DC became Bradshaw’s home when he left Nashville to attend Howard University, and he established Dreaming Out Loud in 2008.
Creating Economic Opportunity
In addition to the two-acre farm at Kelly Miller Middle School and community gardens, Dreaming Out Loud also houses an entrepreneurial incubator, the DREAM Program – DOL’s Ready for Entrepreneurship Accelerator Model. The initiative is a 16-week boot camp for Black-owned start-up food businesses.
“Our mission is to create economic opportunity within marginalized communities, by getting to the root of what hampers a healthy, equitable food system,” Bradshaw explains. “What that ends up looking like is a vertically integrated farm. If you go through a food entrepreneurship program and then you, an underresourced foodmaker, don’t have the money needed to start your business because of the racial wealth gap, you don’t have an opportunity for success. It’s a must to layer in all the intersectional pieces.”
DREAM Program mentor Pinky Reddick and Bradshaw joined forces to organize the Community Kitchen Cooperative, a cooperatively operated, commissary kitchen space supporting caterers and foodmakers of color from and within historically disinvested communities.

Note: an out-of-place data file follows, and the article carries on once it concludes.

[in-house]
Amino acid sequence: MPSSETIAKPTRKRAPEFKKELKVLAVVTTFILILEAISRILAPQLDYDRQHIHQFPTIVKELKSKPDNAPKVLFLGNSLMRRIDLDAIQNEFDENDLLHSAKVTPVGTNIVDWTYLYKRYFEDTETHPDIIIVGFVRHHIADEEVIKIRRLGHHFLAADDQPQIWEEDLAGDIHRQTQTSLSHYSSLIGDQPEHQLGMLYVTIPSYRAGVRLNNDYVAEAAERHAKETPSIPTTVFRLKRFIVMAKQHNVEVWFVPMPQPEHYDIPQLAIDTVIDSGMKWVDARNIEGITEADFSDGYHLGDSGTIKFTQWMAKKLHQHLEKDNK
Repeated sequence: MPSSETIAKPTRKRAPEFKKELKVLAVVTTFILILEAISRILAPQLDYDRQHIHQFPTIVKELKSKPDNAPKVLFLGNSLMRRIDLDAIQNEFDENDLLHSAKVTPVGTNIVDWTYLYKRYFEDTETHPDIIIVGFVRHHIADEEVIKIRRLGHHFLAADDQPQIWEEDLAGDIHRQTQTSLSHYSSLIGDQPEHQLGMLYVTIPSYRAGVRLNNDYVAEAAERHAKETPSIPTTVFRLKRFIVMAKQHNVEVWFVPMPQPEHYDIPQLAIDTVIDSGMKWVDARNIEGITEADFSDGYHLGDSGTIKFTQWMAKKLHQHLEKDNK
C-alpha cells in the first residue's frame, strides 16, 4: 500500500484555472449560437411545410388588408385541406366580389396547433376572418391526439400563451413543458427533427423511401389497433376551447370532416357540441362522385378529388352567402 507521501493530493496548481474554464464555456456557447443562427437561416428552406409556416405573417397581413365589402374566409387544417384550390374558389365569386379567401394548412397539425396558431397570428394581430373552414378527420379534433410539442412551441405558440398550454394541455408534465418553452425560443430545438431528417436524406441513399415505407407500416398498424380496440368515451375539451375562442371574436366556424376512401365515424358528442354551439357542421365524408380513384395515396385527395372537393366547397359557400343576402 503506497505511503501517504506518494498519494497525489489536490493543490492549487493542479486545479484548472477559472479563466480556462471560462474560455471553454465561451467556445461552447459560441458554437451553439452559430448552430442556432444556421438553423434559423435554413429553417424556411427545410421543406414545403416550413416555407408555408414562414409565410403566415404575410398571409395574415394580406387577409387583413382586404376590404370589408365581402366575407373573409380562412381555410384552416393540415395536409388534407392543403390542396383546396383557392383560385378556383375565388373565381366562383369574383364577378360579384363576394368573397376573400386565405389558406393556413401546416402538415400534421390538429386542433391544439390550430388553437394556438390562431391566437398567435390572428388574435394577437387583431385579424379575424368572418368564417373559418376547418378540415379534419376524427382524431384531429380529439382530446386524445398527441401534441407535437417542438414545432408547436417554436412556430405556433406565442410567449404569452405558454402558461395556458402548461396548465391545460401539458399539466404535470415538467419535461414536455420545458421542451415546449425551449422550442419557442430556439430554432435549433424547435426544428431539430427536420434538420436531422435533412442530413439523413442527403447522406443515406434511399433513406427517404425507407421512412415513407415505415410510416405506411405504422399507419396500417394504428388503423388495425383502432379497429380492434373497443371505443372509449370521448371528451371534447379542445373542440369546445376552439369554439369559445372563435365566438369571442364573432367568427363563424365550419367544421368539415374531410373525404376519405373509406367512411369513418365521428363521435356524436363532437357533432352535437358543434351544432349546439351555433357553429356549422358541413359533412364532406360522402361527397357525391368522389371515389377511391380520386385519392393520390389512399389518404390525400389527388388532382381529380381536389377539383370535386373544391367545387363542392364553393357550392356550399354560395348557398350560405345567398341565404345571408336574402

“I appreciate Chris for constantly working with me as a small, Black-woman-owned local business,” says Reddick, owner and founder of Pinke’s E.A.T.S. “He is constantly sending business opportunities my way to help me sustain especially during the hardest times of COVID-19. I am forever grateful for his organization and our partnerships in the food lane within the District.”
The Pandemic Shift
The COVID-19 pandemic has forced the nonprofit to shift focus.
Prior to the COVID-19 pandemic, District residents experienced limited or no access to food at an estimated rate of 10.6%, but the rate has risen to at least 16 percent this year, according to a report released this fall by the city’s Office of Planning. The rate is projected to be even higher among the city’s vulnerable populations – the elderly, children, undocumented individuals and people experiencing homelessness.
Dreaming Out Loud partnered last month with the World Central Kitchen and DC Central Kitchen to serve emergency meals to address a series of food access gaps facing residents of DC.
Through the partnership, a mobile feeding initiative will bring nutritious meals and fresh, local produce directly to children, families and seniors to 14 high-need locations in the city through March.
Dreaming Out Loud recruited four food entrepreneurs from DC’s underserved neighborhoods to prepare meals as part of this effort – supporting their businesses while reinvesting these resources in their own communities.